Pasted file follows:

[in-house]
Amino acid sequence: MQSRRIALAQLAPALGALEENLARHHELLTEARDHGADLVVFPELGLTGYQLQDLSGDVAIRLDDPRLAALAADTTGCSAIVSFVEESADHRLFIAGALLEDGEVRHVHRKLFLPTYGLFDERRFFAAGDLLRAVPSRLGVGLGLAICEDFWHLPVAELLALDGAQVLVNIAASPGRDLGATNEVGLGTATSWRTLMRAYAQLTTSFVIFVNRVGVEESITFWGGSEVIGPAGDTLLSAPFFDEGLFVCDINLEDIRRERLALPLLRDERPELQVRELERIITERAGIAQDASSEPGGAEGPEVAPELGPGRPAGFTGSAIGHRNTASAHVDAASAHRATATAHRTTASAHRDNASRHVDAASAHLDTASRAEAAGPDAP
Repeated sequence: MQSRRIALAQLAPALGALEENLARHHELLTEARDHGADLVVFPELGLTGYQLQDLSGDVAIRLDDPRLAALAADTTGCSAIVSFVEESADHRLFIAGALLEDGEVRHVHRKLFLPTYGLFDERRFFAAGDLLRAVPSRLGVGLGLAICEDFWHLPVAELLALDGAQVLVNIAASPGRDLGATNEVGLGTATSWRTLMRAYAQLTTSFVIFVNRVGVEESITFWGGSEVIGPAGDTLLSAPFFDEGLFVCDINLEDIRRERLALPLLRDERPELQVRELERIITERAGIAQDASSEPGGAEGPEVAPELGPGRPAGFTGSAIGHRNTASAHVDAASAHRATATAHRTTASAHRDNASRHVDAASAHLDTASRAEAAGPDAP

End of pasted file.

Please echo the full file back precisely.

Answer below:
[in-house]
Amino acid sequence: MQSRRIALAQLAPALGALEENLARHHELLTEARDHGADLVVFPELGLTGYQLQDLSGDVAIRLDDPRLAALAADTTGCSAIVSFVEESADHRLFIAGALLEDGEVRHVHRKLFLPTYGLFDERRFFAAGDLLRAVPSRLGVGLGLAICEDFWHLPVAELLALDGAQVLVNIAASPGRDLGATNEVGLGTATSWRTLMRAYAQLTTSFVIFVNRVGVEESITFWGGSEVIGPAGDTLLSAPFFDEGLFVCDINLEDIRRERLALPLLRDERPELQVRELERIITERAGIAQDASSEPGGAEGPEVAPELGPGRPAGFTGSAIGHRNTASAHVDAASAHRATATAHRTTASAHRDNASRHVDAASAHLDTASRAEAAGPDAP
Repeated sequence: MQSRRIALAQLAPALGALEENLARHHELLTEARDHGADLVVFPELGLTGYQLQDLSGDVAIRLDDPRLAALAADTTGCSAIVSFVEESADHRLFIAGALLEDGEVRHVHRKLFLPTYGLFDERRFFAAGDLLRAVPSRLGVGLGLAICEDFWHLPVAELLALDGAQVLVNIAASPGRDLGATNEVGLGTATSWRTLMRAYAQLTTSFVIFVNRVGVEESITFWGGSEVIGPAGDTLLSAPFFDEGLFVCDINLEDIRRERLALPLLRDERPELQVRELERIITERAGIAQDASSEPGGAEGPEVAPELGPGRPAGFTGSAIGHRNTASAHVDAASAHRATATAHRTTASAHRDNASRHVDAASAHLDTASRAEAAGPDAP